Should I Have A Second Sliding Genioplasty To Get Even More Horizontal Chin Projection?
Q: Dr. Eppley, earlier this year I had a forward-sliding Genioplasty. Myself and the surgeon had agreed on a projection of 8mm, but during the operation the surgeon decided that 6mm would be better. I wasn’t convinced by this decision at the time of leaving the hospital and I’m still not convinced now.
To be fair, I can see a positive difference which is wonderful! However, I still believe that 8mm would have been the better choice and I’m overall disappointed by what could have been. What do you suggest I do next, if anything at all? I would very much appreciate your professional opinion. Kind Regards,
A: Thank you for your inquiry and sending your before and after pictures. I can appreciate your sentiment that 8mms was a good choice for advancement given the amount of natural chin recession you had. While not achieving the ideal chin augmentation goal there is some solace when the operation goes on to heal uneventfully. Presuming your interest is in improving the result you have (which is what you are exploring) one ‘advantage’ of the prior surgery is that you have a very clear idea as to what 6mms achieved. That then allows you to re-evaluate the original premise of whether 8mms was the ideal choice or perhaps even more would be better. With the new number in mind your options are obvious to re-do the sliding genioplasty or top it off by adding a small chin implant on the front end of it. I can make arguments either way but at an added augmentation of 2mm to 4mms at most, adding a chin implant on the front of it seems an acceptable choice given the reduced magnitude of the surgery. But I have seen plenty of patients make similar movements by re-doing the sliding genioplasty as they were strongly opposed to an implant. There is no right or wrong about either option, it is all about whatever makes the patient feel most comfortable.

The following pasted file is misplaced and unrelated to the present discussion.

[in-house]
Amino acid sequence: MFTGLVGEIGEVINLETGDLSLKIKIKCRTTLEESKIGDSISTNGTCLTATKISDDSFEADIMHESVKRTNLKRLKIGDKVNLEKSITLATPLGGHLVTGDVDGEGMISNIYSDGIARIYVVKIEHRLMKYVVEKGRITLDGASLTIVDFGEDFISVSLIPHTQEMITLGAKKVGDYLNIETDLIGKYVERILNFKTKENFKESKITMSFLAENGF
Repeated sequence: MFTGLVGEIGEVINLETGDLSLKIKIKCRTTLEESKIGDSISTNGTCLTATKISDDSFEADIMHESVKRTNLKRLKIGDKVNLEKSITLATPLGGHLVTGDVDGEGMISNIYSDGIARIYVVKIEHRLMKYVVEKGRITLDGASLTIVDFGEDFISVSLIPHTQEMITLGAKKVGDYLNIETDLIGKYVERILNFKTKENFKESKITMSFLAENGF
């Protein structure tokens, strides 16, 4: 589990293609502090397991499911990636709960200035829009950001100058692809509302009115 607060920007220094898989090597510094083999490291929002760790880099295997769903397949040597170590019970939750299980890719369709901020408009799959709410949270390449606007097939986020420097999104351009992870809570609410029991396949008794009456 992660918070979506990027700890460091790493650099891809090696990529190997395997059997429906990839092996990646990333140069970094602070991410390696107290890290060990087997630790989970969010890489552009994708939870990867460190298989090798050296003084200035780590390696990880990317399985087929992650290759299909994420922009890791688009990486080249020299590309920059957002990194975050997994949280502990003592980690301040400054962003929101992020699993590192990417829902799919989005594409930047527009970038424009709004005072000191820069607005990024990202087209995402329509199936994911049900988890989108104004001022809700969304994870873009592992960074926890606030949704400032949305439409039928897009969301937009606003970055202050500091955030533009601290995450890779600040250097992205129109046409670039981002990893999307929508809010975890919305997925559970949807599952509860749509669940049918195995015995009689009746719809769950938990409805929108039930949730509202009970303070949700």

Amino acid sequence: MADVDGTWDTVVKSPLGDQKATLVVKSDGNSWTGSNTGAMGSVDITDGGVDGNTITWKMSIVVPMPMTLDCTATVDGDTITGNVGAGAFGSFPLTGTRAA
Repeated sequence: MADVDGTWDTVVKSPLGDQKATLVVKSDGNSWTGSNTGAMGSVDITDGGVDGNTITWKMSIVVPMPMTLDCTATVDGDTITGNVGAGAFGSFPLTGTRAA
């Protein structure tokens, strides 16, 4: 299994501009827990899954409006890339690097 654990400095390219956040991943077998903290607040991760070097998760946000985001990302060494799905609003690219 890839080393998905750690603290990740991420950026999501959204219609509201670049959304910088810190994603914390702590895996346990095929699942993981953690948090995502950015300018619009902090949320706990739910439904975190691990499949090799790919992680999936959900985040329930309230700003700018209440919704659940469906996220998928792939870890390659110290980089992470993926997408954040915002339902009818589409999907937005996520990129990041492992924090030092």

Dr. Barry Eppley
A detailed description and pictures of your concerns allows for the most informed response.